Back in October last year, stuff.co.nz knocked nzherald.co.nz off the top spot in Auckland for the first time. Fairfax saw it as a big win, but NZ Herald editor Tim Murphy tweeted that a response to our story saying it was merely a blip after it climbed back on top soon after. Now, Nielsen online ratings for January show volatility in APN’s numbers since then and a steady rise for Fairfax, which has once again claimed the top spot by the smallest of margins.
After the dip in September, nzherald.co.nz recovered quickly, but it dipped over Christmas and continued to drop in January and finished up with a unique audience of 426,000. This is up from 400,000 in February 2012, but down from close to 475,000 in Nov/Dec 2013.
Stuff.co.nz, on the other hand, has almost doubled its unique audience in Auckland since January 2013, up from 247,000 to 427,000 in January this year.
“In terms of now being number one in Auckland, a key driver was mobile consumption, with more and more readers choosing stuff.co.nz when using smartphones,” says Fairfax Media marketing director, Campbell Mitchell.
When asked to comment on the figures APN sent through this quote:
“Over the reporting period the Herald’s total brand audience has increased by 5.6 percent and engagement also increased by four percent. This combined with having the highest value audience which on average has a 20 percent higher weekly disposable income than our nearest competitor, makes the Herald the best way to connect with potential customer (sources: Nielsen NetView January 2014, Nielsen Market Intelligence January 2014, Nielsen CMI fused database December 2013).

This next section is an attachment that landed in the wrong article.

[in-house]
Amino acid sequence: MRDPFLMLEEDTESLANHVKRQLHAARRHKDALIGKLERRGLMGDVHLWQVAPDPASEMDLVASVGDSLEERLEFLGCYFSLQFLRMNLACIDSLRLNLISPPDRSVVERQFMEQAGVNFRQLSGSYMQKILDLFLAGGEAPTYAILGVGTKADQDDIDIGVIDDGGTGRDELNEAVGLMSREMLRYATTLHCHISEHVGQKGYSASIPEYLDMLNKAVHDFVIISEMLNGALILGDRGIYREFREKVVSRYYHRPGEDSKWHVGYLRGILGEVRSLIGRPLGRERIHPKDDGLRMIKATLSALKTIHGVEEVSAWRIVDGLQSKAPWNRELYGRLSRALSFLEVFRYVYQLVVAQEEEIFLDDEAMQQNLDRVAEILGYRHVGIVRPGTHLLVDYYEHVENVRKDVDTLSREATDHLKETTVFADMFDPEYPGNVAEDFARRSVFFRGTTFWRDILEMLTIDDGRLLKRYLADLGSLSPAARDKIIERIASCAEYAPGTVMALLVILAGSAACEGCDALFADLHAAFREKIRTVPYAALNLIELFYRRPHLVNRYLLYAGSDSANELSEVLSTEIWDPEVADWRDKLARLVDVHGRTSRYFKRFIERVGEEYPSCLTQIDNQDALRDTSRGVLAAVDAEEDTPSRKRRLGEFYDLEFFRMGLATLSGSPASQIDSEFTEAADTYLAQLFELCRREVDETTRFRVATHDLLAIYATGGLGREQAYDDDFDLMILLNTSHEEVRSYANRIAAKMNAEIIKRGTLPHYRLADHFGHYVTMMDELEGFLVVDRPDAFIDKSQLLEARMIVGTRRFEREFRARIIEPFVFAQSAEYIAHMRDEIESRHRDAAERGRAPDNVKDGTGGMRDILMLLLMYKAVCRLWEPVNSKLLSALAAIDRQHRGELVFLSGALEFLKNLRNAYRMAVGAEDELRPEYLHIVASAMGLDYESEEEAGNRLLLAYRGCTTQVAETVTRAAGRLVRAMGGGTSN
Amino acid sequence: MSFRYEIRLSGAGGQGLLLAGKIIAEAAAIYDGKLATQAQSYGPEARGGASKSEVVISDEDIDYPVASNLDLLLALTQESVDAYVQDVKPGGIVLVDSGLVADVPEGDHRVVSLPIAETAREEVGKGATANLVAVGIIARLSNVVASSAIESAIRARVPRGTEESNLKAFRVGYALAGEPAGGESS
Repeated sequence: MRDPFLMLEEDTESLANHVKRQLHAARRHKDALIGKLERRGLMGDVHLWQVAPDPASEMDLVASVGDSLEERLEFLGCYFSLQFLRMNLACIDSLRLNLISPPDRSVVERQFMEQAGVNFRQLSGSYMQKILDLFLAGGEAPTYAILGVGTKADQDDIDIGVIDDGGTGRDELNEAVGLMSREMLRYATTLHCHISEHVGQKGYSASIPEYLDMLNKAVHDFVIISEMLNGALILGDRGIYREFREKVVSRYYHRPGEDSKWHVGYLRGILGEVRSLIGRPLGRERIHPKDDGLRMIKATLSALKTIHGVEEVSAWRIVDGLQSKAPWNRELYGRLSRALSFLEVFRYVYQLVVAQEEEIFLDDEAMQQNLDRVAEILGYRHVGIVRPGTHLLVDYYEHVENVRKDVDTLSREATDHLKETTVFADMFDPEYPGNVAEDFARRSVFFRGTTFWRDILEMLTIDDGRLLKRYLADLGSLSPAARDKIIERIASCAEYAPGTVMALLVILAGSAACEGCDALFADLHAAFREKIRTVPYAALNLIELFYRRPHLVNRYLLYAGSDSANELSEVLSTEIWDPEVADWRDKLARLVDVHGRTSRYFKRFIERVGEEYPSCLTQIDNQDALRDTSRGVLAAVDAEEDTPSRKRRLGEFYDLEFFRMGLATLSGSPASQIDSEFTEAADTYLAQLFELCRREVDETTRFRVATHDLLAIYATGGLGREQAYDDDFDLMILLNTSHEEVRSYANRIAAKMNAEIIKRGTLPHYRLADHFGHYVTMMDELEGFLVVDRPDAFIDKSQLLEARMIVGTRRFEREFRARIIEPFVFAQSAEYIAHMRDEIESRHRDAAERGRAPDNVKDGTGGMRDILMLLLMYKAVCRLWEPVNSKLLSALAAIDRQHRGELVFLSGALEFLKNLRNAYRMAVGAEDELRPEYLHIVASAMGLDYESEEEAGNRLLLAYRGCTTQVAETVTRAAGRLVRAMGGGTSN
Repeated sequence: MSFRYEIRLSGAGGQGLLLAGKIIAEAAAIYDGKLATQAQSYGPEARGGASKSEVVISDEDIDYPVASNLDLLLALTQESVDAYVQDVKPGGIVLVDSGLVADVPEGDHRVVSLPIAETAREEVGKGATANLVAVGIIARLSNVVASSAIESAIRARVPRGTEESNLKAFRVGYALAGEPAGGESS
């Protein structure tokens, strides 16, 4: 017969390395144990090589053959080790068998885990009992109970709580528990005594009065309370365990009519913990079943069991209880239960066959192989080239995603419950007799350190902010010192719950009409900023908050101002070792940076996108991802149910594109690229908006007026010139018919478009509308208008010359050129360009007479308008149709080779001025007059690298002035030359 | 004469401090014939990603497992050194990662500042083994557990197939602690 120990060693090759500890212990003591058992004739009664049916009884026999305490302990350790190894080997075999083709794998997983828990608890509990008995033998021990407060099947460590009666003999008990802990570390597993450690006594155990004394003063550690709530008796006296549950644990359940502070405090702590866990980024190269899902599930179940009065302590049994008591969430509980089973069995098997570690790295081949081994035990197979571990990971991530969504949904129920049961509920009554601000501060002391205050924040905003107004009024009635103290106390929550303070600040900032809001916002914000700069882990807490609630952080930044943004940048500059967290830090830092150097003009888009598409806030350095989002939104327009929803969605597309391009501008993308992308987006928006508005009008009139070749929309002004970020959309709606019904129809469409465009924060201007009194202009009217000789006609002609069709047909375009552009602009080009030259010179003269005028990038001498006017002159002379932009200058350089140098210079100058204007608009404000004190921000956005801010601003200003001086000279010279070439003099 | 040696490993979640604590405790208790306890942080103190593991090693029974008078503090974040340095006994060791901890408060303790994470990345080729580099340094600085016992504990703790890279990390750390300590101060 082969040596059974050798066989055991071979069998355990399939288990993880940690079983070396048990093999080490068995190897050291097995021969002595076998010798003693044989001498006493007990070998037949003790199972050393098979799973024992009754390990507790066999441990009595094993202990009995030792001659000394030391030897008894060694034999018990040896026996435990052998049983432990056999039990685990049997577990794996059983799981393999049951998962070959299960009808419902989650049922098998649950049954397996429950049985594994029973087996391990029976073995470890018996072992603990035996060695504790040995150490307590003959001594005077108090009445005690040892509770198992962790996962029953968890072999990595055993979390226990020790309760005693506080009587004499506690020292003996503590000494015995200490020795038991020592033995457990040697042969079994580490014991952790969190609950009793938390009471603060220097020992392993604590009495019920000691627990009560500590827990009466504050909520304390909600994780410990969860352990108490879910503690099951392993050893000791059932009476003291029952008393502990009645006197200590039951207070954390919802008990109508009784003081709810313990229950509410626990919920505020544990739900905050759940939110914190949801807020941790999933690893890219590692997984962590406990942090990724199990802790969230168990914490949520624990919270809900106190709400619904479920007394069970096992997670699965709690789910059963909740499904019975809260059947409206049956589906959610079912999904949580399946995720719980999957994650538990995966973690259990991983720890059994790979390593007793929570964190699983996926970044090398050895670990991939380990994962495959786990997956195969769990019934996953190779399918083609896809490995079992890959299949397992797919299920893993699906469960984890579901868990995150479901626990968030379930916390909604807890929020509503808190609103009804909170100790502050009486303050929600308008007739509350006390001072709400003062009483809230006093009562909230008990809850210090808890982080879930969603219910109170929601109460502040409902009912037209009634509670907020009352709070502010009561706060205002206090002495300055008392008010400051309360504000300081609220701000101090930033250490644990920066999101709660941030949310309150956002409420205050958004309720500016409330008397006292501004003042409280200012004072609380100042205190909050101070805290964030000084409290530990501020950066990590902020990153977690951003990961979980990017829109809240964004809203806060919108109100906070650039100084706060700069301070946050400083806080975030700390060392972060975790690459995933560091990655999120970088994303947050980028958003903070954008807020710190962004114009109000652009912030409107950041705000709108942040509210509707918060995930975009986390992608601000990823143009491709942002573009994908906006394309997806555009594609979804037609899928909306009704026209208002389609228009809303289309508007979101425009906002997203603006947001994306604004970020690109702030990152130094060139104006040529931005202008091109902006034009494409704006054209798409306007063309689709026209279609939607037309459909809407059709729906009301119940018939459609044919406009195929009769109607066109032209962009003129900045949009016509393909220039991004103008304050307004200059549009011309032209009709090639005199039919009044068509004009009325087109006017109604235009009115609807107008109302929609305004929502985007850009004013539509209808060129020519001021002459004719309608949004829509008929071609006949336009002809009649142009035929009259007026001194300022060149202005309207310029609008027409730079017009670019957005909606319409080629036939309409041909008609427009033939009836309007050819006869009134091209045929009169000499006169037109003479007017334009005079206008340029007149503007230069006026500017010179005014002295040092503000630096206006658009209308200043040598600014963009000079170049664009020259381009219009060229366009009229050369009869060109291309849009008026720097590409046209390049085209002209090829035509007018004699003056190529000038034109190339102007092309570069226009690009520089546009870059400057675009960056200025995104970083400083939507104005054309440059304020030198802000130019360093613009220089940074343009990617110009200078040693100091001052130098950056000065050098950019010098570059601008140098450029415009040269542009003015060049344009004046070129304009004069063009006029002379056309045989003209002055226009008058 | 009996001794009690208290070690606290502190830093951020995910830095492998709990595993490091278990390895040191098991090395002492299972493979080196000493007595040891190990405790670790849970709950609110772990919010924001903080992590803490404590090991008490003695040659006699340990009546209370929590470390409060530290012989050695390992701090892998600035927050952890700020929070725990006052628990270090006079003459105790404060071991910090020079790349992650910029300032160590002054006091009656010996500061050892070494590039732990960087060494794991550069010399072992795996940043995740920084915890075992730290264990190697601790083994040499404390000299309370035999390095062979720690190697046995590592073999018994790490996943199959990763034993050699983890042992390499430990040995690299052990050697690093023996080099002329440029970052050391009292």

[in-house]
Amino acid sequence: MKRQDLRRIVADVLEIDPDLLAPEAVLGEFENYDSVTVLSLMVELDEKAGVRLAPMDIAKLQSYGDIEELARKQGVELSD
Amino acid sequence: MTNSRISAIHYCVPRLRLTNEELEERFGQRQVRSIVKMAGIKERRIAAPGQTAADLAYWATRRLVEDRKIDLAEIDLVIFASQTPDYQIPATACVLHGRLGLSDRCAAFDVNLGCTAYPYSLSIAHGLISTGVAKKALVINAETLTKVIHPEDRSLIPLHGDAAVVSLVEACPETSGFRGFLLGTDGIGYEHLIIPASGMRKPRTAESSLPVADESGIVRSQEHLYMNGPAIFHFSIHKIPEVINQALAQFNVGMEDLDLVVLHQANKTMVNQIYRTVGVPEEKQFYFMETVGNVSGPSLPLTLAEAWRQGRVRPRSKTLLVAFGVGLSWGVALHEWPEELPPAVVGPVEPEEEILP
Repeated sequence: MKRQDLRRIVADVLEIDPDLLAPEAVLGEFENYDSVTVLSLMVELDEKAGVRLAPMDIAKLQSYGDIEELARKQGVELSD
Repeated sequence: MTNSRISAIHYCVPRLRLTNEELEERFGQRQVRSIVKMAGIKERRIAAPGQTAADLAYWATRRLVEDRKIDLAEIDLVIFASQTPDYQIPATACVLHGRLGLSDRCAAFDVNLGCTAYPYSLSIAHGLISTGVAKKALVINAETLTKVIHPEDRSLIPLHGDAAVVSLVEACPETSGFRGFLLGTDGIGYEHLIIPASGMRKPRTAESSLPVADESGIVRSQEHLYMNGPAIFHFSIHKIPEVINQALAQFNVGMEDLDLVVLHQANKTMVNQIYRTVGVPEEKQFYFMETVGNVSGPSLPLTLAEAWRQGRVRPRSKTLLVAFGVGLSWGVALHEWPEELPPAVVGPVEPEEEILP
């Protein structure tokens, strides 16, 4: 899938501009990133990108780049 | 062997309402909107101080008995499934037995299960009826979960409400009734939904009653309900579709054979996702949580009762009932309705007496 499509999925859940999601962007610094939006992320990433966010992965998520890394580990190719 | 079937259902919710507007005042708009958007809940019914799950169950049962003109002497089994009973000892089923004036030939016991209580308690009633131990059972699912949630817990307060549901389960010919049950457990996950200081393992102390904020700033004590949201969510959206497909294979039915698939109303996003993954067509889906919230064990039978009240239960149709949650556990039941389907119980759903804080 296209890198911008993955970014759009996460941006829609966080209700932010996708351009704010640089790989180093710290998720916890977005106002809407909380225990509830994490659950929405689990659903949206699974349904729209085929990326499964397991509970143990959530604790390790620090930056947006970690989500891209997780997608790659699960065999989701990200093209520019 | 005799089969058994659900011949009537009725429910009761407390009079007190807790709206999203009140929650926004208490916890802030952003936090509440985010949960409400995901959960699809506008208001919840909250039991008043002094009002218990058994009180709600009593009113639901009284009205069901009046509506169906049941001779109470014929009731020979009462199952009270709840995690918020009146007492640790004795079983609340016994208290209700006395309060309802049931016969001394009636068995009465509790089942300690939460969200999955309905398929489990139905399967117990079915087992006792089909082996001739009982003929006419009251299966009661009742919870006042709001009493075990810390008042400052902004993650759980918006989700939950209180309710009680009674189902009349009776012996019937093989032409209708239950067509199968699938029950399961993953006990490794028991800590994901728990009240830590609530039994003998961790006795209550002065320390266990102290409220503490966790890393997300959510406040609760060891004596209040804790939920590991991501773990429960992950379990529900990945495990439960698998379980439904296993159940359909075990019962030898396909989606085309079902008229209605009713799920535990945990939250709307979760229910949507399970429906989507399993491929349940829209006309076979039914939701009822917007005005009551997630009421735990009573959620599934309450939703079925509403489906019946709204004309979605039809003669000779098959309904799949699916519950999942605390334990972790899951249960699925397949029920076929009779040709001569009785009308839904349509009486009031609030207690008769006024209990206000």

Nationally, yahoo.co.nz tops both stuff.co.nz and nzherald.co.nz, with a unique audience of 1,895,473. But the gap is closing. Yahoo has remained fairly static since Feb 2012 and nzherald.co.nz is up from 800,000 to 987,000 in that time, but stuff.co.nz tops the growth rates, up from just over 1 million in Feb 2012 to 1.43 million in January.
Fairfax Media’s executive editor Sinead Boucher said back in October that, nationally, Stuff overtook the Herald a few years back and taking top spot in Auckland for the first time could be put down to a combination of factors, including the huge upsurge in mobile traffic (Stuff is also the country’s number one mobile news site), the significant investment put into the Auckland newsroom over the past couple of years and its digital first strategy for breaking news.
“It’s really important to be number one,” she said. “And now we’re number one in all markets as well as in all categories, so that’s a great position to be in. But we also look at it in terms of engagement, like how many comments we’re getting and how many shares. And that’s not just from a traffic point of view. It’s also to be connected in to what readers are interested in.”
Some believe the quest for audience numbers at all costs is a slippery slope for publishers, with all roads leading to click bait and hot babes on the home page, something Stuff is regularly accused of (as per usual, The Onion nailed it with this fake opinion piece).
She responded to that by saying “not a single one of the Stuff editors edits by numbers”. She says Stuff is “about breaking news and credible journalism”, but there’s also room for a bit of light alongside the shade.
“That’s what people are like in real life,” she says. “They might want a bit of entertainment in their lunchbreak.”